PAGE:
13. 13.
    Kim, J.M., J.P. Rasmussen, and A.Y. Rudensky. 2007. Regulatory T cells prevent catastrophic autoimmunity throughout the lifespan of mice. Nature Immunology 8: 191–197.PubMedCrossRefGoogle Scholar
  14. 14.
    Lewkowich, I.P., N.S. Herman, K.W. Schleifer, M.P. Dance, B.L. Chen, K.M. Dienger, A.A. Sproles, J.S. Shah, J. Kohl, Y. Belkaid, and M. Wills-Karp. 2005. CD4+CD25+ T cells protect against experimentally induced asthma and alter pulmonary dendritic cell phenotype and function. Journal of Experimental Medicine 202: 1549–1561.PubMedCrossRefGoogle Scholar
  15. 15.
    Monney, L., C.A. Sabatos, J.L. Gaglia, A. Ryu, H. Waldner, T. Chernova, S. Manning, E.A. Greenfield, A.J. Coyle, R.A. Sobel, G.J. Freeman, and V.K. Kuchroo. 2002. Th1-specific cell surface protein Tim-3 regulates macrophage activation and severity of an autoimmune disease. Nature 415: 536–541.PubMedCrossRefGoogle Scholar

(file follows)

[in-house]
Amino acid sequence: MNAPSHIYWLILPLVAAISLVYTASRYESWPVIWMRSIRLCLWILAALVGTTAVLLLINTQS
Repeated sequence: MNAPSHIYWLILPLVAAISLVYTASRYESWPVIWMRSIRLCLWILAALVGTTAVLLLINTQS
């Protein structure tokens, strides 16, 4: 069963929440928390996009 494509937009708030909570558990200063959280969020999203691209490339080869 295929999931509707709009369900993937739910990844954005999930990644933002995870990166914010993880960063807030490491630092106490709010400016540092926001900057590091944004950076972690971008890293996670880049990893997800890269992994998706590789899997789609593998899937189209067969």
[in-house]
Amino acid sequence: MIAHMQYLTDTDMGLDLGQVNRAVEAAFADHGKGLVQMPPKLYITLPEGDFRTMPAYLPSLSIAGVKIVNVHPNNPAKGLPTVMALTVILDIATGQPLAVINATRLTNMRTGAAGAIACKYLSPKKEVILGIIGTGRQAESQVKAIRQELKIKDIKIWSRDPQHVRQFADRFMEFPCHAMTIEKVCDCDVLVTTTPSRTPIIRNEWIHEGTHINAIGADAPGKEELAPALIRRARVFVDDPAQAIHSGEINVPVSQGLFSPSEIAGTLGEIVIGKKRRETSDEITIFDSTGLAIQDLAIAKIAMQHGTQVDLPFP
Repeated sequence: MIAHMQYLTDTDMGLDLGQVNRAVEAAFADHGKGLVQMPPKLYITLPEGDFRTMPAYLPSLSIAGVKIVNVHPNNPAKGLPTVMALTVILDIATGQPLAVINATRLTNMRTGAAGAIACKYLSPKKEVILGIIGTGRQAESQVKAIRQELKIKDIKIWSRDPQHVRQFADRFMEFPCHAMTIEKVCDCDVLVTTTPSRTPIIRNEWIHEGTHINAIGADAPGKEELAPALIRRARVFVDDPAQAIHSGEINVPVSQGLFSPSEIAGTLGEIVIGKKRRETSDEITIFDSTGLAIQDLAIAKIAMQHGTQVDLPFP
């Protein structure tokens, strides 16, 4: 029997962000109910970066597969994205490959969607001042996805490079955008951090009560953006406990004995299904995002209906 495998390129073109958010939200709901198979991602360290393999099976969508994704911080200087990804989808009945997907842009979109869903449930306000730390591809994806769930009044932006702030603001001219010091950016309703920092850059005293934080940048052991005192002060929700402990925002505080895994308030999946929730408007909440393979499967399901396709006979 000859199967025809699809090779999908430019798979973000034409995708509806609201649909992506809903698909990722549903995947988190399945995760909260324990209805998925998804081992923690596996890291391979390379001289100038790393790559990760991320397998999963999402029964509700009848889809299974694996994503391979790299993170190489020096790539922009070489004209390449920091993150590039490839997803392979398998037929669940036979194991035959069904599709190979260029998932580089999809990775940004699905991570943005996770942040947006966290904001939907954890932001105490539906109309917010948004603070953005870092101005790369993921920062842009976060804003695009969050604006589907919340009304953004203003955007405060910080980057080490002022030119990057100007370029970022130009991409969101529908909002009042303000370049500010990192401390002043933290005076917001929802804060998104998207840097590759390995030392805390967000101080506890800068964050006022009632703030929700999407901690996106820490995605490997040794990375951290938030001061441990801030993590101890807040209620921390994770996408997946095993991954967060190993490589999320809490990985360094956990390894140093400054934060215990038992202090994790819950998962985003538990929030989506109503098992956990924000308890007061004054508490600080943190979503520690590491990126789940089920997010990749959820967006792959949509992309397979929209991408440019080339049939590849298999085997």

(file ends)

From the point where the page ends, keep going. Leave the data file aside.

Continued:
16. 16.
    Sabatos, C.A., S. Chakravarti, E. Cha, A. Schubart, A. Sanchez-Fueyo, X.X. Zheng, A.J. Coyle, T.B. Strom, G.J. Freeman, and V.K. Kuchroo. 2003. Interaction of Tim-3 and Tim-3 ligand regulates T helper type 1 response and induction of peripheral tolerance. Nature Immunology 4: 1102–1110.PubMedCrossRefGoogle Scholar
  17. 17.
    Nakae, S., Y. Iwakura, H. Suto, and S.J. Galli. 2007. Phenotypic differences between Th1 and Th17 cells and negative regulation of Th1 cell differentiation by IL-17. Journal of Leukocyte Biology 81: 1258–68.PubMedCrossRefGoogle Scholar
  18. 18.
    Sánchez-Fueyo, A., J. Tian, D. Picarella, C. Domenig, X.X. Zheng, C.A. Sabatos, N. Manlong, O. Bender, T. Kamradt, V.K. Kuchroo, J.C. Gutierrez-Ramos, A.J. Coyle, and T.B. Strom. 2003. Tim-3 inhibits T helper type 1-mediated auto- and alloimmune responses and promotes immunological tolerance. Nature Immunology 4: 1093–1101.PubMedCrossRefGoogle Scholar
  19. 19.
    Seki, M., S. Oomizu, K.M. Sakata, A. Sakata, T. Arikawa, K. Watanabe, K. Ito, K. Takeshita, T. Niki, N. Saita, N. Nishi, A. Yamauchi, S. Katoh, A. Matsukawa, V. Kuchroo, and M. Hirashima. 2008. Galectin-9 suppresses the generation of Th17, promotes the induction of regulatory T cells, and regulates experimental autoimmune arthritis. Clinical Immunology 127: 78–88.PubMedCrossRefGoogle Scholar
  20. 20.